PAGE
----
Last week, the news emerged about a man who had sent an indecent image of him
self in a live chat to young person from a primary school in Leeds who had been using the app lively. While shocking, this is unlikely to be a unique event. According to Internet Matters, by the age of 8, many children will have begun using a smart phone, according to Internet Matters, with social media and instant messaging being the most popular use. What’s unique is that this story just made it to the press.
That these dangers are real and can have more far reaching consequences is evident from the Breck Bednar case who was murdered by a man who groomed him while playing on his Xbox. This year, supporters of Breck Foundation set up in his memory will be raising funds by pledging one day of Cyber Silence throughout a 10-day period, starting on Safer Internet Day. Being linked to the charity Basis Young People many young people do not get the information they need to understand what a healthy relationship. Without the right information they also are less likely to appreciate fully the risks of online contacts with what appear to be friends – it may be very exciting – all part of adolescence! Here’s 5 things we think you should NOT be doing to keep our young children safe online!
#1 DON’T DISPROPORTIONATELY RESTRICT ACCESS
The solution some say is to restrict access to any online activity. While I have my doubts about the feasibility of such restrictions nowadays, more importantly, by doing so young people are then also ostracized from any social networks and friends that they might engage with more positively as a support network. Indeed, the Breck Foundation also stresses the positive impact of the internet. Taking access away also sends the signal that a young person should be punished rather than being someone that needs help as we’ve had young people tell us. Dr. Emma Bond, associate professor at the University of Suffolk and author of Childhood , Mobile Technology and Everyday Experiences is quoted in a recent Sunday Time article as saying: “At the moment I’m doing workshops with young people in years5,6 and 7 and asking them “what do you wish someone had told you about the internet”? Many of the answers are the same: how to respond when someone says something nasty online. But many times they don’t tell anyone, because they think they will take their phone away, rather than give them the support they need”.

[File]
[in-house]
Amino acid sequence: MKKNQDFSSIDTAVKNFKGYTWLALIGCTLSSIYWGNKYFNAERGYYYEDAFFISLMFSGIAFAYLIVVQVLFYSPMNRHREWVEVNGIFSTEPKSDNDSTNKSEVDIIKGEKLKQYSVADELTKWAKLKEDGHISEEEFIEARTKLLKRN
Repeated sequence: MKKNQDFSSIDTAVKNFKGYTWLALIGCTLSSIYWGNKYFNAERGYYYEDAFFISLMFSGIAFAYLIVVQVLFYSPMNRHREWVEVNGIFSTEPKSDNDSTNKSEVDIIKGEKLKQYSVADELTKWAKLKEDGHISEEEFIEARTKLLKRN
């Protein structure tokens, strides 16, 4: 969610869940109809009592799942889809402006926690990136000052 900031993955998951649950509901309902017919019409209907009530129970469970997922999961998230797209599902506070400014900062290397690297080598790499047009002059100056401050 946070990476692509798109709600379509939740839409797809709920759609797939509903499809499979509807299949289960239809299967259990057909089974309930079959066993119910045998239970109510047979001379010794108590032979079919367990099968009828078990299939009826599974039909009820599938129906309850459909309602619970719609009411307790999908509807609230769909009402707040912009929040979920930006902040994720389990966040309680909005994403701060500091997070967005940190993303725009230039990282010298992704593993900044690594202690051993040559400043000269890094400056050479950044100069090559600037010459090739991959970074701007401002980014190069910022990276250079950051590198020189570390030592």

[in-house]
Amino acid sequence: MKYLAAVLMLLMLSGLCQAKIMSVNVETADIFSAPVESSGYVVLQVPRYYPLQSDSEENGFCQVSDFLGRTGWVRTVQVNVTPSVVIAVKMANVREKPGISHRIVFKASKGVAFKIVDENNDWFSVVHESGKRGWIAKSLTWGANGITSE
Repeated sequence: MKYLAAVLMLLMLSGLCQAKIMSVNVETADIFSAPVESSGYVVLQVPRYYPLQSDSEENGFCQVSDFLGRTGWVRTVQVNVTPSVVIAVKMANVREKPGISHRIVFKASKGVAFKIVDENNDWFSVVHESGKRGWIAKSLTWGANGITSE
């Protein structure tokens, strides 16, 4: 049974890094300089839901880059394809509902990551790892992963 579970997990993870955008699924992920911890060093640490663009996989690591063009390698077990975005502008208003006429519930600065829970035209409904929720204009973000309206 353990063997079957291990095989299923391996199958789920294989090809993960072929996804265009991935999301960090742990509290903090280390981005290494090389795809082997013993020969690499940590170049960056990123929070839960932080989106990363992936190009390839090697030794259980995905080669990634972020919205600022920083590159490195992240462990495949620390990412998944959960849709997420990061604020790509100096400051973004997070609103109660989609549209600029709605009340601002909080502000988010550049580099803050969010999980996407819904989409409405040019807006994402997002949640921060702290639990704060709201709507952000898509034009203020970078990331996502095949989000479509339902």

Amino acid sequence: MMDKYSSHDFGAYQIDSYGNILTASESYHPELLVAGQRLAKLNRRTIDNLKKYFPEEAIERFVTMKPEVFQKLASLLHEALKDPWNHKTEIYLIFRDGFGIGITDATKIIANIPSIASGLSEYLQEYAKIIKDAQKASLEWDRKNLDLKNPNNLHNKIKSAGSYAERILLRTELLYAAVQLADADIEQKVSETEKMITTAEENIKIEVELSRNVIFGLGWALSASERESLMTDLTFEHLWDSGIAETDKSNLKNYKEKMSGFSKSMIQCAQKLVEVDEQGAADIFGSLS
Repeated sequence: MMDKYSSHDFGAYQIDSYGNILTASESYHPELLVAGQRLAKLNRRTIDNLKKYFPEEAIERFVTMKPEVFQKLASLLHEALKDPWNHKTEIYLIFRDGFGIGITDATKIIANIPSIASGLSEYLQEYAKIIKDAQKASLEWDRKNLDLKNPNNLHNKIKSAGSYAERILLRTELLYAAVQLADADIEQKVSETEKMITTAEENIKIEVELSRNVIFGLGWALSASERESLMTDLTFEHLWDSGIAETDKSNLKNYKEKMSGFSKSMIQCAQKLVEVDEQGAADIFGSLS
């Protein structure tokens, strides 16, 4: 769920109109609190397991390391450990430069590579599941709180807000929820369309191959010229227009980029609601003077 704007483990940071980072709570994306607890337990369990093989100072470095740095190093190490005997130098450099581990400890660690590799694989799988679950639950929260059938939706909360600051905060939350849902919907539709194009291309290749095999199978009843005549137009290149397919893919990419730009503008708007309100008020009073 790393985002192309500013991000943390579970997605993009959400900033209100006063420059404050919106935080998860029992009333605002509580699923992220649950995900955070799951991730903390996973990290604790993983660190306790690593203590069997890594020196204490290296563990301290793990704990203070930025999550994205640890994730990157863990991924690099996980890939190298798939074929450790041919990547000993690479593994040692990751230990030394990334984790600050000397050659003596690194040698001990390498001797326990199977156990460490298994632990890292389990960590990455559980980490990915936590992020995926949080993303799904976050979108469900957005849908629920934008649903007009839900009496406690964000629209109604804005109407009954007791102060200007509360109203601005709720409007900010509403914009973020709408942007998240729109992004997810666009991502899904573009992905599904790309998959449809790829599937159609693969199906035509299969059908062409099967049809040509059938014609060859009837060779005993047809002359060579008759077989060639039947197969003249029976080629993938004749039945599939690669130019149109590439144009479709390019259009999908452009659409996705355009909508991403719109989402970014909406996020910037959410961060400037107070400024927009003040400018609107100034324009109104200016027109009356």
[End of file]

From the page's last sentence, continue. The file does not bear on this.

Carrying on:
#2 DON’T STOP INFORMING YOUNG PEOPLE ABOUT THE RISKS
Having said that, restricting access at a younger age (younger primary age) is appropriate, even if not fully feasible, through enhanced privacy settings and restricting apps that are not able to provide such security as so many have private messaging functions. What’s more important however is that we talk to young people, find out what their concerns are, what their experiences online have been and give the information so they understand why privacy settings are so important. Most young people we talk to in our school’s workshops about online safety and the risks associated with it (including sexual exploitation) don’t recognise the risks or don’t know how to seek support or feel embarrassed or blame themselves.
#3 DON’T BLAME THE YOUNG PEOPLE
In our sessions about online safety for young people we always emphasize that whatever happens as a consequence, they are never at fault in the hope that will not be too ashamed or embarrassed to ask for help.
#4 DON’T BE AFRAID TO ASK YOUNG PEOPLE INFORMATION ABOUT THE LATEST APPS
We need to talk more to parents about the dangers and understanding the need to think beyond the usual suspects of Facebook and SnapChat , new apps come on all the time and often parents often don’t fully appreciate the risks associated with them, feel overwhelmed or incapable of understanding the latest app. It doesn’t have to be an app – similar dangers exist with an Xbox. However, the best people to tell you about the latest app are the young people – another good reason to keep talking to them! There are also ample resources online to find out more about the apps and the risks associated such as the NSPCC and Internet Matters.
#5 DON’T FORGET THE INTERNET IS A FORCE FOR BAD AND GOOD
By focusing on the negative aspects or risks of the internet, young people might either become even more curious and or more anxious about the risks. Through all the bad news stories, its easy to for get about lots of positive ways to engage with the internet and the evidence shows that young people also recognise this with over 2.1 million young people engaging in a positive manner. Indeed, many children are able to access vital support online through the Childline online chat service. This Internet Safety Day, for their own wellbeing, lets make sure we keep talking to our children about the internet, the bad AND the good!